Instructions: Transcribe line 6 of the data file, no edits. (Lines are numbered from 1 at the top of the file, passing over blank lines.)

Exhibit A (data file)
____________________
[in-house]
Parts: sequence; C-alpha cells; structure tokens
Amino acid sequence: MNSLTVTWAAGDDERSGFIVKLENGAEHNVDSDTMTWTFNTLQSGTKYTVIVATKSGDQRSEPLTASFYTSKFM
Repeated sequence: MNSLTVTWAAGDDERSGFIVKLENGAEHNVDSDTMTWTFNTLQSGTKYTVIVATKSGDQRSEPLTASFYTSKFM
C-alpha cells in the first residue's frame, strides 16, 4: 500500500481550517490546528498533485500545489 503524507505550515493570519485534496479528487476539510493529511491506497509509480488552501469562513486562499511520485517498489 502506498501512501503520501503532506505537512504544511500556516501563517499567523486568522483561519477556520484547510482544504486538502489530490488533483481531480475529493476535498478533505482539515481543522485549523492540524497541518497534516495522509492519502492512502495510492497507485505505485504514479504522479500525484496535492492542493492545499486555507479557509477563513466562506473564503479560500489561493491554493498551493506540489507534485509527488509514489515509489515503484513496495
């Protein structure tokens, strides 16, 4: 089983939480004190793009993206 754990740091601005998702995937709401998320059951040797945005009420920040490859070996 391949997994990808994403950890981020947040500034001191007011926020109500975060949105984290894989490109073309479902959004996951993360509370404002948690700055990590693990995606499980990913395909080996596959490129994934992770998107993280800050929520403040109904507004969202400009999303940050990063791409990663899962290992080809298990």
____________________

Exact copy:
């Protein structure tokens, strides 16, 4: 089983939480004190793009993206 754990740091601005998702995937709401998320059951040797945005009420920040490859070996 391949997994990808994403950890981020947040500034001191007011926020109500975060949105984290894989490109073309479902959004996951993360509370404002948690700055990590693990995606499980990913395909080996596959490129994934992770998107993280800050929520403040109904507004969202400009999303940050990063791409990663899962290992080809298990």